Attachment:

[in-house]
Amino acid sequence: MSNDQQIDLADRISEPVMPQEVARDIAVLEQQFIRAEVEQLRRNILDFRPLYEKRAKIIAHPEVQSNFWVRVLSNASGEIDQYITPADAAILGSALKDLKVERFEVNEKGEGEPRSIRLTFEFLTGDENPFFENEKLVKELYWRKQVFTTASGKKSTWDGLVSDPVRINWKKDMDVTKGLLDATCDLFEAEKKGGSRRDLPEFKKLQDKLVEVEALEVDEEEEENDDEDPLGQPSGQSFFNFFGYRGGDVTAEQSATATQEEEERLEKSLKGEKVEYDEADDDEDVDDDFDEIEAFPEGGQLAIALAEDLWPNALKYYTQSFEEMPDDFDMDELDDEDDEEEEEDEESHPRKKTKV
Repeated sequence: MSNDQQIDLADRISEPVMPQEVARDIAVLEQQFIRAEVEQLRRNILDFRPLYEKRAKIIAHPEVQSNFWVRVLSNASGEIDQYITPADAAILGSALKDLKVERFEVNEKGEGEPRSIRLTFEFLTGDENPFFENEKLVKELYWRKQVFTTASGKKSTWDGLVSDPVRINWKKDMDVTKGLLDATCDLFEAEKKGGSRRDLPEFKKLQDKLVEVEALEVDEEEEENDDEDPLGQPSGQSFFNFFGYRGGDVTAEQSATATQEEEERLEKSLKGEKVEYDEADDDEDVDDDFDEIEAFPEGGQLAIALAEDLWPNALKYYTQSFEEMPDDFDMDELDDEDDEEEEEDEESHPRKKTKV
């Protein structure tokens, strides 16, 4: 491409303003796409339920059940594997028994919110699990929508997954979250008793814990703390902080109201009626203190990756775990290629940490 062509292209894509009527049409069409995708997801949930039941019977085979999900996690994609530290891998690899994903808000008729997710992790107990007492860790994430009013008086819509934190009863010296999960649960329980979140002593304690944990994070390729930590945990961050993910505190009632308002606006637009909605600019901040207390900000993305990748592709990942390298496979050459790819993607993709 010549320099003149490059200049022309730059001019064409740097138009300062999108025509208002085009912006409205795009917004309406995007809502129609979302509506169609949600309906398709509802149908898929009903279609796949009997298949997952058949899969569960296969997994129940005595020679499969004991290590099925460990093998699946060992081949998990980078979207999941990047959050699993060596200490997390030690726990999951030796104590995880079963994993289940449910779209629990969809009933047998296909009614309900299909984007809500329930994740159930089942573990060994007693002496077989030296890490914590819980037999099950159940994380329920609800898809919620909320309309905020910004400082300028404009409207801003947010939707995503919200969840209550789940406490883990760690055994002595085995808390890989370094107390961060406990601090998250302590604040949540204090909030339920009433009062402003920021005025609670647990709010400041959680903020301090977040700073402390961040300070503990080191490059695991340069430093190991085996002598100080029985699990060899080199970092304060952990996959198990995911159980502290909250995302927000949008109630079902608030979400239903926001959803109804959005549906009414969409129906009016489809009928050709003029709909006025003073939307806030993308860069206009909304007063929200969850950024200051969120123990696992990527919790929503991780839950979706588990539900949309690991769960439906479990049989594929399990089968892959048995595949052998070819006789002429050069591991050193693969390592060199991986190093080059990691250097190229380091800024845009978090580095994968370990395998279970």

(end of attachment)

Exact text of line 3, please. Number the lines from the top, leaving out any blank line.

Repeated sequence: MSNDQQIDLADRISEPVMPQEVARDIAVLEQQFIRAEVEQLRRNILDFRPLYEKRAKIIAHPEVQSNFWVRVLSNASGEIDQYITPADAAILGSALKDLKVERFEVNEKGEGEPRSIRLTFEFLTGDENPFFENEKLVKELYWRKQVFTTASGKKSTWDGLVSDPVRINWKKDMDVTKGLLDATCDLFEAEKKGGSRRDLPEFKKLQDKLVEVEALEVDEEEEENDDEDPLGQPSGQSFFNFFGYRGGDVTAEQSATATQEEEERLEKSLKGEKVEYDEADDDEDVDDDFDEIEAFPEGGQLAIALAEDLWPNALKYYTQSFEEMPDDFDMDELDDEDDEEEEEDEESHPRKKTKV